Performance of Combined Manganese−Silicon Oxygen Carriers and Effects of Including Titanium
Artikel i vetenskaplig tidskrift, 2016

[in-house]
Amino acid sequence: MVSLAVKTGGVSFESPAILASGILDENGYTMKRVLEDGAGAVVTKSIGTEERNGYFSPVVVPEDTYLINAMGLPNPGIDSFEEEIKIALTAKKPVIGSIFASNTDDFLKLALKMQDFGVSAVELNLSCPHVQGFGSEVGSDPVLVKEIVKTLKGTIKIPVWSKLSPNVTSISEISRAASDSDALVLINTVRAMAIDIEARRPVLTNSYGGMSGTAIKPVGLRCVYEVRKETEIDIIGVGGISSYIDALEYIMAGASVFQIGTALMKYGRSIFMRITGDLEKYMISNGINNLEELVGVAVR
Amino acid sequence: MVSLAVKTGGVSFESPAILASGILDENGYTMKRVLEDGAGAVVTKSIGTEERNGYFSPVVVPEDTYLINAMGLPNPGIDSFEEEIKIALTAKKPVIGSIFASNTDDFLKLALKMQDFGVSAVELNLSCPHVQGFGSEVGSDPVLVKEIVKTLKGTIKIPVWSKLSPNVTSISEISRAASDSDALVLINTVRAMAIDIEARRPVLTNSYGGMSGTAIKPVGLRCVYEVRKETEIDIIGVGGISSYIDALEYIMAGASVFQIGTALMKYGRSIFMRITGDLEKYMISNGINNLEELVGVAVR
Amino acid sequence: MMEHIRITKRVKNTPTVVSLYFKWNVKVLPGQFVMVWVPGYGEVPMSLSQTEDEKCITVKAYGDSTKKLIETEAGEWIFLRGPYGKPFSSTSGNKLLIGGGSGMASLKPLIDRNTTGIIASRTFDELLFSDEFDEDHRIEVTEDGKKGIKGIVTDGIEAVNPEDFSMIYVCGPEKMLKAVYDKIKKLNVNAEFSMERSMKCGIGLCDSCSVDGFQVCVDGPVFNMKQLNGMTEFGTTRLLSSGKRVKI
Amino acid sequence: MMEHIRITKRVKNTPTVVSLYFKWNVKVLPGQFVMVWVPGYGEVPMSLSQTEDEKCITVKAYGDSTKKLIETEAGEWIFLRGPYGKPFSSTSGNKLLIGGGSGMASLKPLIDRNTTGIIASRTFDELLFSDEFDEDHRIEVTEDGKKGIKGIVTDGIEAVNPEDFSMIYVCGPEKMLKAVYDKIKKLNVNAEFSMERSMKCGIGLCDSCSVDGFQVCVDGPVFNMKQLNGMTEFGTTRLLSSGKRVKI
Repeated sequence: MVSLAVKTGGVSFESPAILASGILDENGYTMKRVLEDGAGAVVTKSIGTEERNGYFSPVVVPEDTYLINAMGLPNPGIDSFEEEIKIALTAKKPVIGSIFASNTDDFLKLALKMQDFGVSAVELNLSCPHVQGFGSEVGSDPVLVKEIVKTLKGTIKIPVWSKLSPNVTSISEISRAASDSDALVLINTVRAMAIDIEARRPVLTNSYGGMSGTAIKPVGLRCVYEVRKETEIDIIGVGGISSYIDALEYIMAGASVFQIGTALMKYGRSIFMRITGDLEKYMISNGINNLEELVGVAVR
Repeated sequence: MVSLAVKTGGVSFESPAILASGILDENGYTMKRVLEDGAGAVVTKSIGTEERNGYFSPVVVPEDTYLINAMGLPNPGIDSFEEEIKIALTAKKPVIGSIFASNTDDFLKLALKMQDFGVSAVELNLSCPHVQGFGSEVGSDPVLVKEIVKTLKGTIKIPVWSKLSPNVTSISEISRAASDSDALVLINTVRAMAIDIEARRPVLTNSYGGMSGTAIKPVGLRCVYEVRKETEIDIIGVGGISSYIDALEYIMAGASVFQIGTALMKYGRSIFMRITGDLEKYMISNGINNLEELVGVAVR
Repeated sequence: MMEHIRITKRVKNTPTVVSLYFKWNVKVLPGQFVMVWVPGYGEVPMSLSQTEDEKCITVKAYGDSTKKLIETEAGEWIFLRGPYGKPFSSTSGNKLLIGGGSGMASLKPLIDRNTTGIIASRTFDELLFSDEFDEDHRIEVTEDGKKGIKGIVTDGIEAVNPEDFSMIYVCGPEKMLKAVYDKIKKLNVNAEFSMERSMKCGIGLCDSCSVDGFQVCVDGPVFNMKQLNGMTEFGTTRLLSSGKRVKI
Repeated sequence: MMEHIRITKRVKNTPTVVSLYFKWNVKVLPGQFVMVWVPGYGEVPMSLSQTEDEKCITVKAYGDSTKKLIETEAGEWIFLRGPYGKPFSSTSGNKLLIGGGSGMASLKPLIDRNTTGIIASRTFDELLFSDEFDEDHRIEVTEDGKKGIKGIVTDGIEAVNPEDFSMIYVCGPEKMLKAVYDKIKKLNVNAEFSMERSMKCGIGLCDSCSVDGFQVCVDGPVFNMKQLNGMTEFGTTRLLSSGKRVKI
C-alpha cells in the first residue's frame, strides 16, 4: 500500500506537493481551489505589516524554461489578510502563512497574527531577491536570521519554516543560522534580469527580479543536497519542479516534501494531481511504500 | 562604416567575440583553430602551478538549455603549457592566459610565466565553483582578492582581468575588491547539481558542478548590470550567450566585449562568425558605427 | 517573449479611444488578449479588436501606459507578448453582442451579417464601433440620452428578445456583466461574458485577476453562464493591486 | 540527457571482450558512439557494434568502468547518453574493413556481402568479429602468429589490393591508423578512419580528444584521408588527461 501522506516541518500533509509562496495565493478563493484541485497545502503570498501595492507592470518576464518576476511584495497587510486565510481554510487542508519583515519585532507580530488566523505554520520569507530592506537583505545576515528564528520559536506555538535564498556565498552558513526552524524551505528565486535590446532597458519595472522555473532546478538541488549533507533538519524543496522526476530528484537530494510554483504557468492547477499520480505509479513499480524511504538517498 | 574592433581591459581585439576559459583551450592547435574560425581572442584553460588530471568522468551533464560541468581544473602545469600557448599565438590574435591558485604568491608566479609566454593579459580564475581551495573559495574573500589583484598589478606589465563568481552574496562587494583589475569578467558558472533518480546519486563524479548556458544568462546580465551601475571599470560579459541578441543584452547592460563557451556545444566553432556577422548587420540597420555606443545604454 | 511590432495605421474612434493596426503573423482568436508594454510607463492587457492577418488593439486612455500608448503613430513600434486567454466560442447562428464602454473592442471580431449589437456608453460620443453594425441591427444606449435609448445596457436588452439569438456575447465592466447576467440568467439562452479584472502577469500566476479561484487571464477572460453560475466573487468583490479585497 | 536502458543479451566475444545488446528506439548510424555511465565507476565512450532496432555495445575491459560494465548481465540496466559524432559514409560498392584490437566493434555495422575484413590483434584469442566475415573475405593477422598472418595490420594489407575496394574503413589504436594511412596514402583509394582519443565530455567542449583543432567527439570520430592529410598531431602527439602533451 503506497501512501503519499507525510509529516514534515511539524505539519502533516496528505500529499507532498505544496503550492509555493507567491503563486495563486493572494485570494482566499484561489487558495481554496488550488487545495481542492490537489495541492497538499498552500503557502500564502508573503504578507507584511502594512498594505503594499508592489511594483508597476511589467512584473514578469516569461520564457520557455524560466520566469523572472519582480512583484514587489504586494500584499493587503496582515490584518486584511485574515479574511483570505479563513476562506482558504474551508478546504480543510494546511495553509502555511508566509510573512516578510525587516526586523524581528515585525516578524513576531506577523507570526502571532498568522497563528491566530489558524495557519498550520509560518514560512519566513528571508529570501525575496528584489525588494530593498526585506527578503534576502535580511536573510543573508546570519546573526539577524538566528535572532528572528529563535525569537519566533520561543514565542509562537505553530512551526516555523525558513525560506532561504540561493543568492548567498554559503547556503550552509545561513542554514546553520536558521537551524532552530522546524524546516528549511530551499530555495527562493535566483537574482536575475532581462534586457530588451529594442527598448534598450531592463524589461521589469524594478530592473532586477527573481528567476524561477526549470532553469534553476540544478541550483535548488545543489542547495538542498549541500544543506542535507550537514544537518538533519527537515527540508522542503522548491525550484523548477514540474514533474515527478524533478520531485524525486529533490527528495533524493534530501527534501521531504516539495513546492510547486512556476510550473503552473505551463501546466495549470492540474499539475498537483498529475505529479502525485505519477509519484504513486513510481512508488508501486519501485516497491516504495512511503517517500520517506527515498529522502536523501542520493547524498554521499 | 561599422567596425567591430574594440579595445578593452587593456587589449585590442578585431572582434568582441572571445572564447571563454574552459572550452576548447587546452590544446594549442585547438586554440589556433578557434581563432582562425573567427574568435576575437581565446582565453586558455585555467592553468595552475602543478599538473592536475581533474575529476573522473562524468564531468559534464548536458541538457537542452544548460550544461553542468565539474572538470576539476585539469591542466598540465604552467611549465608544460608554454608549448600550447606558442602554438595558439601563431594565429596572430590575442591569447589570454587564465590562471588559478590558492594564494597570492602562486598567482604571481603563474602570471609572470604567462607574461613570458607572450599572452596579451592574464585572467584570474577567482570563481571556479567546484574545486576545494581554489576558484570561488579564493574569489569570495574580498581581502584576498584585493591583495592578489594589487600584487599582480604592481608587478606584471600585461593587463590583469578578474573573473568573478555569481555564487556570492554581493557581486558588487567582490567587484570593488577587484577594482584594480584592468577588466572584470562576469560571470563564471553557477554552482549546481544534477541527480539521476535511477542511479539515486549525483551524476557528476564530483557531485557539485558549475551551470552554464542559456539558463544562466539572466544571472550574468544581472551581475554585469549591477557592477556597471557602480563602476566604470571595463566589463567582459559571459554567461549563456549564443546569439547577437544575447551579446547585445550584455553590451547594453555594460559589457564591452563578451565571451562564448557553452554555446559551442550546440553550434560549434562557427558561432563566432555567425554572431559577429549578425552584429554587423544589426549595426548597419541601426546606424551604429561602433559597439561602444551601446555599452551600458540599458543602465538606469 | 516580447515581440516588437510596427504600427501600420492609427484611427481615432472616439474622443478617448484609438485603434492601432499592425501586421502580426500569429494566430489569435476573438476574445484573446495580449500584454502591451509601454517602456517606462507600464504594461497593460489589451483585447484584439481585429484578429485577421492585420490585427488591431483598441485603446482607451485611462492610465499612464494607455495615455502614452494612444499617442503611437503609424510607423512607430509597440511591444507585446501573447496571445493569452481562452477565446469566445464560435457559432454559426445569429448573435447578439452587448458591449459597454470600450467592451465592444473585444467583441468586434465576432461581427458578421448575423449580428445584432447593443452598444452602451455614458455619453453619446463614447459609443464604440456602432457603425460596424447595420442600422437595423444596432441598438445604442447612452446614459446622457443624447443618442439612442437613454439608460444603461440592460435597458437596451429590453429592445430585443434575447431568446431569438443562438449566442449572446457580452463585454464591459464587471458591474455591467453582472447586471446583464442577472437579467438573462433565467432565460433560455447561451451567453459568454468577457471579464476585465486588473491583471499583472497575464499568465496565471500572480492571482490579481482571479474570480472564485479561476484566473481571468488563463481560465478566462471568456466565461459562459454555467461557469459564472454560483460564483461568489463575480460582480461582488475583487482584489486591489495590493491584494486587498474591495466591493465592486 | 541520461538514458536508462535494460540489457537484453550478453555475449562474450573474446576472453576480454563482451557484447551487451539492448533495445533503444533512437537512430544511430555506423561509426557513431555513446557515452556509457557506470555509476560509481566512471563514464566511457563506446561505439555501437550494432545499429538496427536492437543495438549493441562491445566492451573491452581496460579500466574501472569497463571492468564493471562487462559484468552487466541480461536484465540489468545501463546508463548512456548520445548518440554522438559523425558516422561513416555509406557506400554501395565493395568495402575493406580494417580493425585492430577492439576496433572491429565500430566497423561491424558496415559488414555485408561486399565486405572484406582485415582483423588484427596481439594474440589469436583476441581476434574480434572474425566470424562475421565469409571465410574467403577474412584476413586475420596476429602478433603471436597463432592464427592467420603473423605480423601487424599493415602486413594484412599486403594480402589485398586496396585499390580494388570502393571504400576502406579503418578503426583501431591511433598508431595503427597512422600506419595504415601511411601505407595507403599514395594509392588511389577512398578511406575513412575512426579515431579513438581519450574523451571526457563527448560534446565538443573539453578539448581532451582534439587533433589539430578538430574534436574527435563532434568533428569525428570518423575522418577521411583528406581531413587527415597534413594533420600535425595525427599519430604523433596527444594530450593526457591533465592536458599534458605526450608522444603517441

Combined oxides of manganese and silicon have earlier been identified as suitable oxygen carriers for chemical-looping combustion. In this study, one pure manganese-silicon oxide and one similar material with titanium included in the formulation have been examined as oxygen carriers. Experiments studying the oxygen release and the reactivity with syngas, methane and wood char have been carried out in a bench-scale circulating chemical-looping combustor and in a batch fluidized-bed reactor in the temperature range 800-1050°C. Both oxygen carriers released oxygen in inert atmosphere and the concentration of oxygen released increased with temperature. The conversion of syngas and methane also increased with temperature for both materials and in both experimental setups. The reactivity with devolatilized wood char showed that the rate of oxygen uncoupling increased with temperature. However, it could be concluded that the main fuel conversion mechanism was CLC and not CLOU for these materials. The inclusion of titanium in the manganese-silicon combined oxide significantly affected the physical properties of the oxygen carrier particles. The MnSi particles could only be operated for 7 h in the bench-scale circulating chemical-looping combustor before the circulation was disrupted due to the large fines formation. The MnSiTi particles were operated for 24 h in the circulating unit without any circulation disruption. It was concluded that it is possible to greatly decrease the attrition rate of the particles by including titanium in the formulation. However, the inclusion of titanium lowered the reactivity with fuel. As the thermodynamic properties are very similar for the two oxide systems, the reduced reactivity is most probably an effect of the lower porosity of MnSiTi. This emphasizes the importance of optimizing the physical structure of the oxygen carrier particles. The physical structure of the particles was found to be greatly affected by the inclusion of titanium, giving, for example, a higher resistance to attrition. The physical structure of the particles is important for the fuel conversion as well, as it will likely have implications on the internal diffusion in the particles.